I watched the Tennessee/Missouri game into the second half. And the two guys I wanted to study both showed exactly what I expected to see. Which is a good thing for both players.
TREY SMITH (#73) is absolutely massive at 6’6/335, but shows uncommon agility for a guy that big. He absolutely stuns defenders with his hand punch. And I don’t mean just his first blow. Defenders who are trying to get past him and into the backfield can expect to get multiple hand punches as he stands his ground and gives up very little ground back into the pocket area. He also displays enough straight line speed and agility to get up to second level blocks in the running game. Like a flash of lightning, I jotted down a note that he reminded me both in size, and style of play, of now Chiefs OG KELECHI OSEMELE, who has been holding together a depleted OL group for the defending Super Bowl champs. OSEMELE has been bulldozing defenders for 8 seasons in the NFL. Look for SMITH to be a Day Two Draftee come the 2021 NFL Draft.
Lined up on the other side of the line-of-scrimmage from SMITH was perhaps Missouri’s top player in NICK BOLTON, LB (#32). BOLTON is a very active, athletic LB who basically makes sure his defensive teammates are properly lined up before the ball is snapped. Then his job is usually to follow the ball. This is the traditional see ball, get ball style of play, but with a twist. BOLTON is also proficient at dropping into short coverage, especially over the middle of the field. His coaches will tell you what a smart player he is, in addition to his athleticism. BOLTON is a junior that recorded 107 tackles in 2019, his first full year as a starter. He also recorded 8 PBU’s and 2 INT’s, which should give you a clear indication of how versatile he is against both the run and pass. In the Loss to Tennessee, BOLTON was credited with 17 tackles, 8 of them being solo. BOLTON is a bit less that the ideal height for an NFL IB at 6’0, but weighs a solid 232 lbs. I do not expect that to be much concern when scouts review his game tape. I expect BOLTON to declare for the 2021 Draft and be an early Day Two draftee.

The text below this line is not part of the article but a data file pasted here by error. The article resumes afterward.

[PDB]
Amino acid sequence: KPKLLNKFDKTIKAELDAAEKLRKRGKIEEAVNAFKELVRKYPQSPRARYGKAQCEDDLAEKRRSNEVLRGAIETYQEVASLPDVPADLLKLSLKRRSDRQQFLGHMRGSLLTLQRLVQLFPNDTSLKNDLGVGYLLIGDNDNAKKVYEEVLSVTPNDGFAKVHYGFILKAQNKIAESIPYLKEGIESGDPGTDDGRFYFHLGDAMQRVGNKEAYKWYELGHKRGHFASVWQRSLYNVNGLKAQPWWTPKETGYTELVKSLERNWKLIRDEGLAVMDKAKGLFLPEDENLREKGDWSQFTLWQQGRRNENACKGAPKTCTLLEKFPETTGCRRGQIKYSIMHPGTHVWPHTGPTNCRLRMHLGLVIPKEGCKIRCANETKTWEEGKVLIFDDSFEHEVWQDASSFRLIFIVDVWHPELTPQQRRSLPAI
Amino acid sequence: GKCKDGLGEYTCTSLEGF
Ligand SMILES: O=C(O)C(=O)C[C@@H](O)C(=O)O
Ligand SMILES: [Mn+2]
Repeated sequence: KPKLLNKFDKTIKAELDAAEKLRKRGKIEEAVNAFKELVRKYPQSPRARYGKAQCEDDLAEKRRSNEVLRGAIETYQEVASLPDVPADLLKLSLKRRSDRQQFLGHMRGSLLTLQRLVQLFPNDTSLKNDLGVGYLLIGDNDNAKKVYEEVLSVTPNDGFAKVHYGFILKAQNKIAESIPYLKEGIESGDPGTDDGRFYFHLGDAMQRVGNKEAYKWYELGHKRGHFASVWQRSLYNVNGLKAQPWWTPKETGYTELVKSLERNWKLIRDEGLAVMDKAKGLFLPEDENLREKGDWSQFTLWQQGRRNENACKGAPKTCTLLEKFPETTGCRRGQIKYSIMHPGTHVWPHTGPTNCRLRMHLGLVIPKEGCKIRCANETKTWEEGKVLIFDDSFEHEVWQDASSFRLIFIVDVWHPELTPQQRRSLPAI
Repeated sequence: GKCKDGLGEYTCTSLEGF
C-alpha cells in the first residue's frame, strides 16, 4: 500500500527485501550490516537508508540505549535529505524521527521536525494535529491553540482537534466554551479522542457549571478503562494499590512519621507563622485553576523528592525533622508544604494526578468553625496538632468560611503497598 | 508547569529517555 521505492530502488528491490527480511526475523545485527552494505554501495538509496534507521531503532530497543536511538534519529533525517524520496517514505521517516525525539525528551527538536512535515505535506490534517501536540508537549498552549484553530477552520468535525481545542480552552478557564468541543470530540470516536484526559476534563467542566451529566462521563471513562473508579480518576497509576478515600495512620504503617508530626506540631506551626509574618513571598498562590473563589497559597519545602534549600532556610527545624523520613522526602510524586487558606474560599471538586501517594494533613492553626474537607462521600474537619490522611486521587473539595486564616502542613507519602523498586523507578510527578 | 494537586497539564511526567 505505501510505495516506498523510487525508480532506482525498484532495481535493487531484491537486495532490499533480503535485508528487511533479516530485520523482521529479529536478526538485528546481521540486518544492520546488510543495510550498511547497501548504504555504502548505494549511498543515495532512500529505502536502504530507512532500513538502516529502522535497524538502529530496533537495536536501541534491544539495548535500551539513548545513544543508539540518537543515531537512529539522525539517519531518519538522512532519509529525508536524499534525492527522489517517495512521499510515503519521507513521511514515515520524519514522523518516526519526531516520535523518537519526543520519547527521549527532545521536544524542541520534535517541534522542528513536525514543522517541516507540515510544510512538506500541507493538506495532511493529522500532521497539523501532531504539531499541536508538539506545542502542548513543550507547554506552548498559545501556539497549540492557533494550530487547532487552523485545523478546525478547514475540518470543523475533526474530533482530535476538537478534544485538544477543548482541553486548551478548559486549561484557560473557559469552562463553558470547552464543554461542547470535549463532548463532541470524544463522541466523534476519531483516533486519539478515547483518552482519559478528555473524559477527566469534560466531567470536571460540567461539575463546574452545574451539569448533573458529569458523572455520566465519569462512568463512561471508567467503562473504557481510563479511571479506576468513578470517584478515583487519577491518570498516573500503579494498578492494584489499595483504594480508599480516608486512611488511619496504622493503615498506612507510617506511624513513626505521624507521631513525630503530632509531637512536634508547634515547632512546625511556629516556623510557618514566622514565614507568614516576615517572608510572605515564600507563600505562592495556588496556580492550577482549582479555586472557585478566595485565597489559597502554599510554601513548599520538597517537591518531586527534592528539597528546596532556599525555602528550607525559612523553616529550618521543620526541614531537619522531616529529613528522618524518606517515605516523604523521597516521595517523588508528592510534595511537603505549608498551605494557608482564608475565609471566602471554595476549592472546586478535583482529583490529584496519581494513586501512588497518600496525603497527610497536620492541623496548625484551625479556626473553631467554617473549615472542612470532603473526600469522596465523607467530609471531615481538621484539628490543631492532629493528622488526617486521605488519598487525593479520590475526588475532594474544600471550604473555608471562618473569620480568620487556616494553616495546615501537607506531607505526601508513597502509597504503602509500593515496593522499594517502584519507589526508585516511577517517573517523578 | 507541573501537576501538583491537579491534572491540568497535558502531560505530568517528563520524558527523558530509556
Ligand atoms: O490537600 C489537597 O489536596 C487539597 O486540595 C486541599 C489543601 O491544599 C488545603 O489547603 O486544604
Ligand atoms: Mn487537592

I also wanted to mention that I liked what I saw of Tennessee WR JOSH PALMER (#4). PALMER is the leading returning Vols wideout from 2019. With JENNINGS and CALLAWAY both on NFL rosters this season, PALMER’s 34 receptions from last season were third most overall. He has nice size at 6’2/200, and looked to be running some tight routes. He also showed good hands and some nice footwork on sideline catches. His speed does not look elite, so he will clearly be labeled as a possession receiver in scouts’ notebooks. I’m figuring that PALMER can’t miss overall in his pro aspirations. He’s a native Canadian and most certainly will bring serious interest from CFL teams if he can’t impress NFL scouts enough to make an NFL Training Camp roster.
While watching the ALABAMA/TEXAS A&M game, it became clear to me that I was watching one of the most dangerous offensive weapons in college football this season, in the person of JAYLEN WADDLE. WADDLE battles weekly with teammate DeVONTA SMITH for the title of best WR on the ‘Bama roster. What sets him apart from SMITH is his Return abilities and quickness, though SMITH might be a tad faster in a straight line sprint. In the first quarter, it became clear that WADDLE was a beast and was going to be a clear and present danger to the A&M defense. He is a scary blend of flat out speed and elusive open field quickness and vision. WADDLE (#17) is a 5’10/185 junior, and creates excellent separation on his routes by exploding out of his cuts and leaving defenders to eat his dust. He shows good contact balance and breaks tackles once at top speed. I am anxious to see what his speed is running a Combine 40, and other on-field drills. Against A&M, he caught 5 passes for 142 yards and 1 TD. The TD was a pretty catch and run of 87 yards. He also returned 1 Punt for 11 yards. He has been mentioned in the same breath as TYREEK HILL by some NFL scouts. I’m not sure he’d win a straight line sprint with HILL, but he brings that same kind of explosiveness with the ball in his hands.